By Leslie Corn
#CENETJ1 | #ExchangesImpact
What is the J-1 visa? Why does the U.S. have the J-1 program? Is the J-1 visa bad? Does it hurt America? Answers to these questions and more can be found in this J-1 visa overview.
The J-1 visitor program is a non-immigrant visa that allows future leaders from around the globe to experience a temporary cultural exchange program in the United States. Each year, approximately 300,000 future leaders from more than 200 approved countries and territories come to the U.S. on a J-1 visa.
J-1 Visa Quick Facts:
- All J-1 visa categories include an educational or training component while participants temporarily reside in the United States.
- The program promotes cultural exchange between the U.S. and other countries.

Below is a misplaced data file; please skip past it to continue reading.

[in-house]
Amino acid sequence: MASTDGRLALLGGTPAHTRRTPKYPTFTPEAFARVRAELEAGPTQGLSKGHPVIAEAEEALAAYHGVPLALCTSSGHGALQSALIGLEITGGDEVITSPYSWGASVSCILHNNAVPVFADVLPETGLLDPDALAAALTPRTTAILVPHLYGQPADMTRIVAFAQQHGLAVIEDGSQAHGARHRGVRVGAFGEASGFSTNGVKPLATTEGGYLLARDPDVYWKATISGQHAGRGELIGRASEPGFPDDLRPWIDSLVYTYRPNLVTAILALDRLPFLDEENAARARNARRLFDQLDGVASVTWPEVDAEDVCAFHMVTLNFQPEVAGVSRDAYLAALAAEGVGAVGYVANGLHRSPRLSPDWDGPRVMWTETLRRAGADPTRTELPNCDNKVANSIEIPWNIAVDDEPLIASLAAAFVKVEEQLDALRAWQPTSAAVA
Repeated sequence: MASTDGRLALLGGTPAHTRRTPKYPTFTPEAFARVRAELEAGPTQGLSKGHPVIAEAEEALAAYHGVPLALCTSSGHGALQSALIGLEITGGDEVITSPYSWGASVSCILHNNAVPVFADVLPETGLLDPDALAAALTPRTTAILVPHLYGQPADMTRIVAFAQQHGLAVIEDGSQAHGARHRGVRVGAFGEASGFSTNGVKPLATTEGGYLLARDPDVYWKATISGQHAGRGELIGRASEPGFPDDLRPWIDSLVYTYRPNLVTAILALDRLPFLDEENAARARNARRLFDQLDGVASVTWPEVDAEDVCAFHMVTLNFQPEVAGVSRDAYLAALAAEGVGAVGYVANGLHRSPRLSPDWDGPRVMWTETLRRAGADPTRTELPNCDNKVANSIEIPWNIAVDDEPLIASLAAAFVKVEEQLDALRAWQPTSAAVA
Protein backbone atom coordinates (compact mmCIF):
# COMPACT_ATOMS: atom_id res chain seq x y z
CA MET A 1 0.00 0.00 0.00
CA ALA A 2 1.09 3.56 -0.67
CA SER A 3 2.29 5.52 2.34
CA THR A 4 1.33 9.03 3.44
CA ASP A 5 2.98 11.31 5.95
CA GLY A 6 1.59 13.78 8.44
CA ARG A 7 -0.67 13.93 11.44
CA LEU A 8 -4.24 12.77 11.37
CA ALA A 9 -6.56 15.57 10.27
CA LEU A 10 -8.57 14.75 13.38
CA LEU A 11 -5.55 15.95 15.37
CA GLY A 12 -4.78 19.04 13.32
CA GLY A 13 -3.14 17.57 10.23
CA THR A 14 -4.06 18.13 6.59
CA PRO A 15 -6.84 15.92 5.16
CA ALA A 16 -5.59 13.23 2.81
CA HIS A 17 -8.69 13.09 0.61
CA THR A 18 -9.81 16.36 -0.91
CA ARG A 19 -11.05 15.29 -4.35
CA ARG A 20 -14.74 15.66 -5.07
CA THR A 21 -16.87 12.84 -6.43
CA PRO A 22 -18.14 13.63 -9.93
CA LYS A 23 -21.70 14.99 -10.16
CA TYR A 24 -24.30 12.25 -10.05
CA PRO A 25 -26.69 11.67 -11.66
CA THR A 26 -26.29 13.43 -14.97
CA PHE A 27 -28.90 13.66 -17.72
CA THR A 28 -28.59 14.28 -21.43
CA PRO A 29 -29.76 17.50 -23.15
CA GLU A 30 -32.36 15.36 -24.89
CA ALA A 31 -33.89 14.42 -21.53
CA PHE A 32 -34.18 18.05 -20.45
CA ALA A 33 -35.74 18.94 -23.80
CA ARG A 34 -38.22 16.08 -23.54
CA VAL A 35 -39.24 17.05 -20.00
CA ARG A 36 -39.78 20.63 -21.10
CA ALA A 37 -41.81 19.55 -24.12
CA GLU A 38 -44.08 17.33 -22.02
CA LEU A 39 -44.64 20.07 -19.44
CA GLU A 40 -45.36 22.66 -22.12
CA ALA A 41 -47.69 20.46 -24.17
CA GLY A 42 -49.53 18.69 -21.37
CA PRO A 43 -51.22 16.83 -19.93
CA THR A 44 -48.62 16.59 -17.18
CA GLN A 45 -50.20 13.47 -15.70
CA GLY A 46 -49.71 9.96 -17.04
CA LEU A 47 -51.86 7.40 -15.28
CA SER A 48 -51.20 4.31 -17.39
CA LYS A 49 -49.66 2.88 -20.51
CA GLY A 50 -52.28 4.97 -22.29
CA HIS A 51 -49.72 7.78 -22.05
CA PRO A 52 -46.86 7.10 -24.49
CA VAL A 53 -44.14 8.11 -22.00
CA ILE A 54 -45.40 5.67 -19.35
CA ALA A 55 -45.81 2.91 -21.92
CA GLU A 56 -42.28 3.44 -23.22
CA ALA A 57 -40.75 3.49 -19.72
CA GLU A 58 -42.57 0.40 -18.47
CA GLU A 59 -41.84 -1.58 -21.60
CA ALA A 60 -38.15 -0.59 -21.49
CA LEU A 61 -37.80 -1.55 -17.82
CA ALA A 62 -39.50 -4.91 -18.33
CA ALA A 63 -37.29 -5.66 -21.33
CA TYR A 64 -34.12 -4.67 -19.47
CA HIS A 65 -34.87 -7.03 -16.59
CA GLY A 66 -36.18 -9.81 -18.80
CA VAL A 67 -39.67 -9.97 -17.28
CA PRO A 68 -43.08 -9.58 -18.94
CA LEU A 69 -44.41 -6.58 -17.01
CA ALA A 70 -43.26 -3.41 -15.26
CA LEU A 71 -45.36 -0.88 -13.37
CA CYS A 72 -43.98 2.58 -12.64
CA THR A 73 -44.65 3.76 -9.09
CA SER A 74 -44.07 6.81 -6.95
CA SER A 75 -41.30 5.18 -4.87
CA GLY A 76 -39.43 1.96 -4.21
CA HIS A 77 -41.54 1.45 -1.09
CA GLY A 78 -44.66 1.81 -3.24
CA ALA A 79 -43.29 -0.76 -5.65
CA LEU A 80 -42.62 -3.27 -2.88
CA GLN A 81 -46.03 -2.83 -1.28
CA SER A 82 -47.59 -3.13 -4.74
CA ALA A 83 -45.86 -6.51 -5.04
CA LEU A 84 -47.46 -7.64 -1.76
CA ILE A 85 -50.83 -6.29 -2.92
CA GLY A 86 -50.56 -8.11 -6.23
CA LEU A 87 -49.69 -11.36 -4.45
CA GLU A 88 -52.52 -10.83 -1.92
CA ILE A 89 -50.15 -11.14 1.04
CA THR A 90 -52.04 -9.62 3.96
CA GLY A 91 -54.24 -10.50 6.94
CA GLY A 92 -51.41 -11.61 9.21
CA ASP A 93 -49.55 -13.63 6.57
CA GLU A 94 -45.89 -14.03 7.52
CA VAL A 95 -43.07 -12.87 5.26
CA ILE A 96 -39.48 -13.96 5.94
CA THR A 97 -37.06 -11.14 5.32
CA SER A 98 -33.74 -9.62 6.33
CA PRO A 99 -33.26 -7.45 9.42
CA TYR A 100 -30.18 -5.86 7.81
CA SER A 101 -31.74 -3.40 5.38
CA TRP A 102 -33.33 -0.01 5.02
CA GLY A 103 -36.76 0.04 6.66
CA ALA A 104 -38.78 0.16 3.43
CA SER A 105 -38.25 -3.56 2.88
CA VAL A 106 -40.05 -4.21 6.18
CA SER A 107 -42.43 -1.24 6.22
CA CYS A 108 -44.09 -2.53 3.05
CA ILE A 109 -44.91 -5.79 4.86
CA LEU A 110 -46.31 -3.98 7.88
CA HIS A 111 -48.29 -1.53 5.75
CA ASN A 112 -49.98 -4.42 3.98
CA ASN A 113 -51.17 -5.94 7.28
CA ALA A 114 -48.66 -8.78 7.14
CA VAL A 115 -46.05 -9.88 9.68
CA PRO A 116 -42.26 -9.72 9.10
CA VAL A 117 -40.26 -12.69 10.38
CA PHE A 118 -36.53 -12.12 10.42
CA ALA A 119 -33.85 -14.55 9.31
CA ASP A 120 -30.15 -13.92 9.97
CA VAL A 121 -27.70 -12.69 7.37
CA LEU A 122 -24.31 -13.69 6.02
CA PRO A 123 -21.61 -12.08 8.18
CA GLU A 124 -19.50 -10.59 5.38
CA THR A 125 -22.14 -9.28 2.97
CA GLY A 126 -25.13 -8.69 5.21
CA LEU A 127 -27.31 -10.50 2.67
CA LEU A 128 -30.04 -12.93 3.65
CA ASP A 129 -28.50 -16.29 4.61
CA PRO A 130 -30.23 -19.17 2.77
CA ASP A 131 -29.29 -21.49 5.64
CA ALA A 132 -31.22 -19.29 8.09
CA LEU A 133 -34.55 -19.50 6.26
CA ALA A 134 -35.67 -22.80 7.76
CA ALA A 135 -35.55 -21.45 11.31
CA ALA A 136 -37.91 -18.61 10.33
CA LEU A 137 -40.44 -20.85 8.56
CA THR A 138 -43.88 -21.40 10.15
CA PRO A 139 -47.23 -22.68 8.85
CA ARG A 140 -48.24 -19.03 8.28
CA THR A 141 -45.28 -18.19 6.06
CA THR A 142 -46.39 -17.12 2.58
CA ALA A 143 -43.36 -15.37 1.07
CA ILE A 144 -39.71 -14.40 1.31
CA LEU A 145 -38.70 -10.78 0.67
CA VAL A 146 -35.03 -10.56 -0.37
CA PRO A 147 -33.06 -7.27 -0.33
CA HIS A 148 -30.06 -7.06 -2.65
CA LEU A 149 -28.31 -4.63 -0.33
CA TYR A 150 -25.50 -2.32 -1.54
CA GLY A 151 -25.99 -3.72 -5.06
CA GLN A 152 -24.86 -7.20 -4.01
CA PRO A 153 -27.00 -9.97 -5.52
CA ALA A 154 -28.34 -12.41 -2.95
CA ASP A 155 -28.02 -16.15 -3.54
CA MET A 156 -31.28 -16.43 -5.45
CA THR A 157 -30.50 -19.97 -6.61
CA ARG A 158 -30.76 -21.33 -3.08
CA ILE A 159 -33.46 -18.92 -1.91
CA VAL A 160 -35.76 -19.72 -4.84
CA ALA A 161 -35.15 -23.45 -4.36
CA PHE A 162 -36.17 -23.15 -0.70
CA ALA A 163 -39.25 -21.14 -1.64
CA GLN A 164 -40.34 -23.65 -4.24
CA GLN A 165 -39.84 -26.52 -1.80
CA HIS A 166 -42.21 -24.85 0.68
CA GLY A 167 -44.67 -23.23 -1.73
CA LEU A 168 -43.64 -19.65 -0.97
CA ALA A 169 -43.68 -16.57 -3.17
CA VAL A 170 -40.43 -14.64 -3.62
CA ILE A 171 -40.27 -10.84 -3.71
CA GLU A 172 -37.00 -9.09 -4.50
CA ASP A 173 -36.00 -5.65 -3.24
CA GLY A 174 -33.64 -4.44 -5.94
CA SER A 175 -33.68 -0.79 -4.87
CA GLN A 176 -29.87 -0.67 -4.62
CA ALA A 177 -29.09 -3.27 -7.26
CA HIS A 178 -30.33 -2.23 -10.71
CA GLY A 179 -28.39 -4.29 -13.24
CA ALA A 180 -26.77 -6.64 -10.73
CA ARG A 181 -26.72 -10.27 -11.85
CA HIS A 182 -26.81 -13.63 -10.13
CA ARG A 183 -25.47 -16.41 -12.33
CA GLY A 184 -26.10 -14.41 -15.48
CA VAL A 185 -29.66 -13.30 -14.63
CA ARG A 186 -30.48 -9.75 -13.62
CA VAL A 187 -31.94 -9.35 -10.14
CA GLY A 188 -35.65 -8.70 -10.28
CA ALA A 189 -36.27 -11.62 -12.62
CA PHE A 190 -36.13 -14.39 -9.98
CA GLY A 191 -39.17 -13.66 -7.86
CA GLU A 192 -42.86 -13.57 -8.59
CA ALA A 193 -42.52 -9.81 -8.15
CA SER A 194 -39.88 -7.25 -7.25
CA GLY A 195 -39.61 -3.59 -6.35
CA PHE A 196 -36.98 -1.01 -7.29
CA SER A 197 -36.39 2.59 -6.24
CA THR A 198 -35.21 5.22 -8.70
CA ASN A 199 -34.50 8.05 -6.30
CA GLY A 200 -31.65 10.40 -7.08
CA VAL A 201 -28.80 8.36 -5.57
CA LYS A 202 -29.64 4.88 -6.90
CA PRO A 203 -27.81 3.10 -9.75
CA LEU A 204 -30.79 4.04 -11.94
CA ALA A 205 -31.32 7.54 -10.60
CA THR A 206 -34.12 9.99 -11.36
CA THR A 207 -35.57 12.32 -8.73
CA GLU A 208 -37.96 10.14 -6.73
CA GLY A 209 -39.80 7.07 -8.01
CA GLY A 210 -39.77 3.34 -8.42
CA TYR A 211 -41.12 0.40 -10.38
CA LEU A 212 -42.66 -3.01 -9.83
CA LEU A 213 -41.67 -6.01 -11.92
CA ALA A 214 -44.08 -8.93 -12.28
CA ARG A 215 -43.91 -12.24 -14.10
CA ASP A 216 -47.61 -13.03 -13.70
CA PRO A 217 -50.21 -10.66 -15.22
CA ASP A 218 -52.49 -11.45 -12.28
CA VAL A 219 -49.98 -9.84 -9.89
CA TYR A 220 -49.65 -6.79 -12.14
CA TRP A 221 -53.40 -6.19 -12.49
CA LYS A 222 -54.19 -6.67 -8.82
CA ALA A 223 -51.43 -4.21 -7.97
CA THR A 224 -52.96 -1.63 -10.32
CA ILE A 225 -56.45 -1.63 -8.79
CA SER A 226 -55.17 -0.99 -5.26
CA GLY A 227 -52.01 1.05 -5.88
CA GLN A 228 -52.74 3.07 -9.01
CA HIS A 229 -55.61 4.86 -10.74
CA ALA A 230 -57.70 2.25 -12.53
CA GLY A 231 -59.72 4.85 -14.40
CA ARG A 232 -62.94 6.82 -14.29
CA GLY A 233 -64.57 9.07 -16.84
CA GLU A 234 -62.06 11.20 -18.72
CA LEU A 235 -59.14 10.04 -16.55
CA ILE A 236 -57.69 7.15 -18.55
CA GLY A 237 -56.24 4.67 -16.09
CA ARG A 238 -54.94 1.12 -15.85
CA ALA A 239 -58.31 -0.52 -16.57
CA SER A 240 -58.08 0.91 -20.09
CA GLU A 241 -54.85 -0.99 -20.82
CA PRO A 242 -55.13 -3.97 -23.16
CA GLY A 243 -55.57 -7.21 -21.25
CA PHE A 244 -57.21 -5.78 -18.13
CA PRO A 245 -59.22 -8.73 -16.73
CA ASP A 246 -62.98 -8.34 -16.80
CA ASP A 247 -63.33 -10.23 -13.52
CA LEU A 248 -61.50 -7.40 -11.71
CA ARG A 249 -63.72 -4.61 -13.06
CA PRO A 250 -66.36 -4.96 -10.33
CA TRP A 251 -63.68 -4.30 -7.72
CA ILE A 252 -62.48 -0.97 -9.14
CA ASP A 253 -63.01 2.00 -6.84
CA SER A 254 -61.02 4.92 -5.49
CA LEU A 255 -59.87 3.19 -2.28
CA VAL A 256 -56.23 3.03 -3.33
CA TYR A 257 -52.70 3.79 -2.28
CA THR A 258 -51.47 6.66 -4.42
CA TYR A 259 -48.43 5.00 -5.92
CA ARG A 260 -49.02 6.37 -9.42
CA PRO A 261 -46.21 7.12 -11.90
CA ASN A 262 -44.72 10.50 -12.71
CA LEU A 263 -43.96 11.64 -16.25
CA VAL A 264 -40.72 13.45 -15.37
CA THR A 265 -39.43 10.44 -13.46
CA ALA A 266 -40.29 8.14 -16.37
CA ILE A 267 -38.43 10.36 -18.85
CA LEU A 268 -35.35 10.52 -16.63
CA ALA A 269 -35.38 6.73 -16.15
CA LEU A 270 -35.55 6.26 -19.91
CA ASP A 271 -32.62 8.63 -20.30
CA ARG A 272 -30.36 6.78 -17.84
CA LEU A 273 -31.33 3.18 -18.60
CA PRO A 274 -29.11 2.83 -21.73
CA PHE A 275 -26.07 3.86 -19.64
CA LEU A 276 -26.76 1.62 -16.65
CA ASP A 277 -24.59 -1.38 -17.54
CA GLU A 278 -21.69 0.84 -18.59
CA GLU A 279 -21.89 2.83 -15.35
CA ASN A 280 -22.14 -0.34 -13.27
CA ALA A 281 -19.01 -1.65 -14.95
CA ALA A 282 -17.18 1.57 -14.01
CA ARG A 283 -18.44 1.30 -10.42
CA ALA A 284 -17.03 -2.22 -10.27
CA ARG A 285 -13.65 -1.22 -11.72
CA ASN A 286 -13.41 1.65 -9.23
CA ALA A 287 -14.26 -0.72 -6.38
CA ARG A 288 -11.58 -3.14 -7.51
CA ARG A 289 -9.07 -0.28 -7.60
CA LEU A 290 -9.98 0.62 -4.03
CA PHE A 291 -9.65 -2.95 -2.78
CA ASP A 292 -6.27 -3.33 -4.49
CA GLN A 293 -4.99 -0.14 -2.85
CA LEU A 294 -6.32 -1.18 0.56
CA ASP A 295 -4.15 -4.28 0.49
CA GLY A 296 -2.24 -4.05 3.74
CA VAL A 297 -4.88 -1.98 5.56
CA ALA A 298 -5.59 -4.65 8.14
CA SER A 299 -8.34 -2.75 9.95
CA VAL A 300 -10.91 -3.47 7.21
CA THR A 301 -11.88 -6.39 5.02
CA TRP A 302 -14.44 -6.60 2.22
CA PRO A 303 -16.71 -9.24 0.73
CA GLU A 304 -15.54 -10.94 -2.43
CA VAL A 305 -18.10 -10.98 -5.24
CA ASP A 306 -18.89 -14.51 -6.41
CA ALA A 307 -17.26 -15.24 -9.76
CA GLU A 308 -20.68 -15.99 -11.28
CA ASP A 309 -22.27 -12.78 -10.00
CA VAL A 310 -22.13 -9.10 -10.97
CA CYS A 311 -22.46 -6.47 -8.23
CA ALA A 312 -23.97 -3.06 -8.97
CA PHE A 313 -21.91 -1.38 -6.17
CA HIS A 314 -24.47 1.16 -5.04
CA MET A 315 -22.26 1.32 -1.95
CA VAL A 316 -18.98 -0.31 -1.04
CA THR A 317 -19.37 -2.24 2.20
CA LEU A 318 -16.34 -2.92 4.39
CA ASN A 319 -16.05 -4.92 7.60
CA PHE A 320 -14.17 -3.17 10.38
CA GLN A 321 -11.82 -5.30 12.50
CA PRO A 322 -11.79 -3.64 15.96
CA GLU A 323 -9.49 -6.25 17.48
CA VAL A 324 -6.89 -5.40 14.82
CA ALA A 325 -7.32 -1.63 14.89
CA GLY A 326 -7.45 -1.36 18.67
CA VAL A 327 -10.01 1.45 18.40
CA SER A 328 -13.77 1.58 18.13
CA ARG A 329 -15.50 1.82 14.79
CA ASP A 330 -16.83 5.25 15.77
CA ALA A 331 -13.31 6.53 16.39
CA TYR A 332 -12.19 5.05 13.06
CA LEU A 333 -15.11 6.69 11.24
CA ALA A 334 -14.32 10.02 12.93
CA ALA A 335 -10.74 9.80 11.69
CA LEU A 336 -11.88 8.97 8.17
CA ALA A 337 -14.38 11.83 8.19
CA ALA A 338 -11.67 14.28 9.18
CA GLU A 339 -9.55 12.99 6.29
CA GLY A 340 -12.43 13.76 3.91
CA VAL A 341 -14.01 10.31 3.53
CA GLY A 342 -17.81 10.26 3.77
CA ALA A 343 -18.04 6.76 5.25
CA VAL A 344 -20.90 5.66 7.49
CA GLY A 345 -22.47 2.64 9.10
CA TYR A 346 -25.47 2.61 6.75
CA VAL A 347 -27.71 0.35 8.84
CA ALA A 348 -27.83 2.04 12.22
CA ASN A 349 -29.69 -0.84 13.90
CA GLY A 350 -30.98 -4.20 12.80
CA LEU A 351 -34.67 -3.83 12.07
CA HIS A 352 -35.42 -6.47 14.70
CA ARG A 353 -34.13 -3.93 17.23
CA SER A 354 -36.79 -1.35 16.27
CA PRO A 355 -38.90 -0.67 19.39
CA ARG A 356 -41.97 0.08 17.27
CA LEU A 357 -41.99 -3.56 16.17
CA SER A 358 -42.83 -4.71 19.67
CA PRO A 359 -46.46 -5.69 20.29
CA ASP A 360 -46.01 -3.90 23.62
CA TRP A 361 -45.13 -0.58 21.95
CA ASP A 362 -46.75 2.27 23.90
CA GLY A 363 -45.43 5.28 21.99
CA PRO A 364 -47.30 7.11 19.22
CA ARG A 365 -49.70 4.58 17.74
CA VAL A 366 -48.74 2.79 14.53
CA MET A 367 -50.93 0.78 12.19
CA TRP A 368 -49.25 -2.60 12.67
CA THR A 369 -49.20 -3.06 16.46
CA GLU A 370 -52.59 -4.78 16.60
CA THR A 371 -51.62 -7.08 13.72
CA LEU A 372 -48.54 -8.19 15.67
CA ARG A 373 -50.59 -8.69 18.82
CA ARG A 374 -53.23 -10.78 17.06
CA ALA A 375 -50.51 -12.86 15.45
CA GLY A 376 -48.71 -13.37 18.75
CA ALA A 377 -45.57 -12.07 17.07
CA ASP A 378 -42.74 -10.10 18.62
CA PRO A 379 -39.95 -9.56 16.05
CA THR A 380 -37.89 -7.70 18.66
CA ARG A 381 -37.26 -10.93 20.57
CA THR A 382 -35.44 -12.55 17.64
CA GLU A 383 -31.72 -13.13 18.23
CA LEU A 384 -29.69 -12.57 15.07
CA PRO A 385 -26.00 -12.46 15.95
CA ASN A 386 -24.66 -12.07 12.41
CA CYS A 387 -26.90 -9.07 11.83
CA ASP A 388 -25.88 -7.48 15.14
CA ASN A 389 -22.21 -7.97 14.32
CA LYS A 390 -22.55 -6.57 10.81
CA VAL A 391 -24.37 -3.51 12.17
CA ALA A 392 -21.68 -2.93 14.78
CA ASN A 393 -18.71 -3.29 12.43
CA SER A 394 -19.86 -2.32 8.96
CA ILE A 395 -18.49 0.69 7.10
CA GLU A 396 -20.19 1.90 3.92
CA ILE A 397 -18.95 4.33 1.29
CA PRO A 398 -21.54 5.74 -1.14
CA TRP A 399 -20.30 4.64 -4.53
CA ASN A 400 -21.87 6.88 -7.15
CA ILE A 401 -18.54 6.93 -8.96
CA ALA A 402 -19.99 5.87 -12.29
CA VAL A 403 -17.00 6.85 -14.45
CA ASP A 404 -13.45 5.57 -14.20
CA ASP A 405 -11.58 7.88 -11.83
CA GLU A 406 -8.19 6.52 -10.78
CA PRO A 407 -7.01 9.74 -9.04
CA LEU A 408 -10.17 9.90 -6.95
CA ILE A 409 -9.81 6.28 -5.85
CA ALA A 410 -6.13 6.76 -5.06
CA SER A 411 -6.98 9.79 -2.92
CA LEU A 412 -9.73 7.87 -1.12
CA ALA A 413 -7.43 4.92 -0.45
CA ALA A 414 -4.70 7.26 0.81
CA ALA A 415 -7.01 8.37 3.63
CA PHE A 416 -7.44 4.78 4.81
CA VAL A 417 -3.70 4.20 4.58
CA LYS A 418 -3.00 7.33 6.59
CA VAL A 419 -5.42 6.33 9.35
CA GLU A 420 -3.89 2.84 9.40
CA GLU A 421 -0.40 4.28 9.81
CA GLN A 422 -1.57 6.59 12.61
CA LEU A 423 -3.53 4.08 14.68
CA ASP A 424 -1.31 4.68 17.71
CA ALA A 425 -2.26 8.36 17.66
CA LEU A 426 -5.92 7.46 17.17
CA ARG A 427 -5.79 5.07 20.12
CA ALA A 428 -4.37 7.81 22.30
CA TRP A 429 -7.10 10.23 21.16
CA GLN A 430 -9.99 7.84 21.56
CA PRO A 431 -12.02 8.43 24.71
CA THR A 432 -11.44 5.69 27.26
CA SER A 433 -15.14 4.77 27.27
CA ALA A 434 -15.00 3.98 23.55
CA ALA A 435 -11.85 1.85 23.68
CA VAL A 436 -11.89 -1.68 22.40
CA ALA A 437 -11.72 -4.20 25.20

- J-1 exchanges support U.S. National Security.
- J-1 exchanges help the U.S. Engage with countries key to U.S. interests.
- J-1 exchanges target demographics key to U.S. foreign policy priorities:
- 83% of participants are under 30.
- 31% are 21 or under.
- 53% are women or girls.
- The J-1 visa strengthens the U.S. economy.
- J-1 cultural exchanges occur at virtually no cost to the U.S. taxpayer.
- J-1 exchanges bring resources to U.S. communities through program dollars and participant spending while in the U.S.
- J-1 exchange participants stimulate innovation & cultivate entrepreneurship
The J-1 visa is a public diplomacy program that increases U.S. national security, strengthens the U.S. economy, and increases mutual understanding.
To learn more about the J-1 visa, check out the J-1 Visa Overview.
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